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Human-biomonitoring and individual soil measurements for children and mothers in an area with recently detected mercury-contaminations and public health concerns: a cross-sectional study

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In this study, we assessed intracorporal mercury concentrations in subjects living on partially mercury-contaminated soils in a defined area in Switzerland. We assessed 64 mothers and 107 children who resided in a defined area for at least 3 months. Mercury in biological samples (urine and hair) was measured, a detailed questionnaire was administered for each individual, and individual mercury soil values were obtained. Human biomonitoring results were compared with health-related and reference values. Mothers and children in our study had geometric means (GMs) of 0.22 µg Hg/g creatinine in urine (95th percentile (P95) = 0.85 µg Hg/g) and 0.16 µg Hg/g (P95 = 0.56 µg Hg/g), respectively. In hair, mothers and children had GMs of 0.21 µg Hg/g (P95 = 0.94 µg/g) and 0.18 µg/g (P95 = 0.60 µg/g), respectively. We found no evidence for an association between mercury values in soil and those in human specimens nor for a health threat in residential mothers and children.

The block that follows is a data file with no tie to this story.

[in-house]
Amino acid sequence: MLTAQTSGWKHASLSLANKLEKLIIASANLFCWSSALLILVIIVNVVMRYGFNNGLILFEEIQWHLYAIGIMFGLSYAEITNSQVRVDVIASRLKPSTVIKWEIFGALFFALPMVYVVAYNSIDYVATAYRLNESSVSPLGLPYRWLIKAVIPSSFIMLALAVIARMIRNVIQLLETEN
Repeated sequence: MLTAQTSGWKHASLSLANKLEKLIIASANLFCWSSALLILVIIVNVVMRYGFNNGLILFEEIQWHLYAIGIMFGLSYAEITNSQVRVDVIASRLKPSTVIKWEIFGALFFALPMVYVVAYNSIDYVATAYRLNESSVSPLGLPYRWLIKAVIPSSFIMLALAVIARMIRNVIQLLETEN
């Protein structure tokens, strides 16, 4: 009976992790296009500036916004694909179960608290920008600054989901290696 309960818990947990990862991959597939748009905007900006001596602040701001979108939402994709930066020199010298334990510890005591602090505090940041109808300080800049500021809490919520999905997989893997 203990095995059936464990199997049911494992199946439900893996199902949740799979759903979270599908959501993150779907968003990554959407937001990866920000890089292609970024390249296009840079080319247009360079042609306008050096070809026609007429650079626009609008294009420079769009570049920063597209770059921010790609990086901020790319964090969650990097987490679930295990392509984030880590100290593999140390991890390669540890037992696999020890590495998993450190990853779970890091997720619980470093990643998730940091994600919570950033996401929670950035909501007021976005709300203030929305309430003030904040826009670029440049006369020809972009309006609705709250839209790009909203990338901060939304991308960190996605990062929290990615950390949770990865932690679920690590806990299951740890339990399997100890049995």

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Keywords: Hg; Human biomonitoring; child health; mercury; soil contamination

Document Type: Research Article

Affiliations: 1: Division of Occupational and Environmental Medicine, Epidemiology, Biostatistics and Prevention Institute, University of Zurich & University Hospital Zurich, Zurich, Switzerland 2: Department of Biostatistics, Epidemiology, Biostatistics and Prevention Institute, University of Zurich, Zurich, Switzerland 3: WHO Collaborating Centre for Occupational Health, Institute and Outpatient Clinic for Occupational, Social and Environmental Medicine, University Hospital Munich, Munich, Germany 4: Division of Chronic Disease Epidemiology, Epidemiology, Biostatistics and Prevention Institute, University of Zurich, Zurich, Switzerland

Publication date: July 4, 2018

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